Intent to make major purchases among Australians skyrocketed at the end of last year, according to Nielsen, leading the research agency to predict an imminent upswing in retail spend.
More than one in two (55%) believed the next 12 months will be a good time to buy things they want and need when asked in quarter four of 2012 – a jump of 13% on the previous quarter – a study fielded in November found.
This rise in retail optimism comes despite languishing consumer confidence, a measure built from a range of indicators in addition to purchase intent. Nielsen’s ‘Global Survey of Consumer Confidence and Spending Intentions’ study recorded a three point fall in Australian consumer confidence to 95 for quarter four of 2012, mirroring ‘disappointing’ results logged by Westpac-Melbourne Institute’s ‘Index of Consumer Sentiment’ in January.
Nielsen’s results point to renewed hopes for a positive retail environment in 2013, says managing director of Nielsen Pacific, Chris Percy. “Despite a slight drop in consumer confidence, the figures show a turning point in the financial stability of most Australians.
“The number of consumers signalling their intention to buy the things they want or need over the coming year indicates a shift to positive sentiment when it comes to consumer spending, helping retailers to breathe a sigh of relief.”
Nielsen analysis shows that saving intention dropped by 1% quarter on quarter, which the researchers labels another indication of an imminent spending upswing, even though it’s not a statistically significant change.
“Globally, we have seen a drop in savings by three percentage points, and Australia is following that trend,” Percy believes. “Locally, retailers can breathe a sigh of relief as consumers become more comfortable with their discretionary spending. When asked how they will use spare cash after covering essential living expenses, one in four said they would buy new clothes and one in three intends to put their spare cash towards holidaying.”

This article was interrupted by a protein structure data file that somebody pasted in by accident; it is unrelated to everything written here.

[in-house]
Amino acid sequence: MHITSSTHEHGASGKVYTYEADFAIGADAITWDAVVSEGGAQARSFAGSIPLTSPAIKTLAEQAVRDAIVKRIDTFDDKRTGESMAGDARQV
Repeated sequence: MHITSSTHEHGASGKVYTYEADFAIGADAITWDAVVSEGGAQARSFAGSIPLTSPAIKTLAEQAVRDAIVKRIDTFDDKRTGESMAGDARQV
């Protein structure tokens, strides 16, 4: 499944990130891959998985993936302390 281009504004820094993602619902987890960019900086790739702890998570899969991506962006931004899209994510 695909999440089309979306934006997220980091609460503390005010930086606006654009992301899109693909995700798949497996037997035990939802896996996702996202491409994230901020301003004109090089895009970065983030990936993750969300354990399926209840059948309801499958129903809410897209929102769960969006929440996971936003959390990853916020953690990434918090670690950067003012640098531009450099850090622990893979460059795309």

Australian consumers also continue to be confident in their job prospects, with close to half (44%) anticipating employment opportunities would be ‘good’ or ‘excellent’ in the coming year.
Overall, global consumer confidence saw a one-point quarter-on-quarter decline over the current period to 91 points, putting it two points higher than the same time in 2011.
Asia Pacific reported the highest levels of confidence overall, on 101, but still experienced quarter-on-quarter declines in eight of its 14 markets.
Europe continues to have the lowest consumer confidence levels, with a drop of three points to 71, while Latin America improved slightly to 96 and the United States fell one point to 89.
Of the 58 countries surveyed, North America posted the most significant decline in confidence over the past year, down 15 points to 71, while Greece continued to decline, reaching a lowly 35.
Consumer confidence levels above and below a baseline of 100 indicate degrees of optimism and pessimism.
Nielsen’s ‘Global Survey of Consumer Confidence and Spending Intentions’ quarter four 2012 was conducted between 10 – 27 November –27, 2012, among more than 29,000 online consumers in 58 countries throughout Asia-Pacific, Europe, Latin America, the Middle East, Africa, and North America. Sample was weighted to be representative of Internet consumers.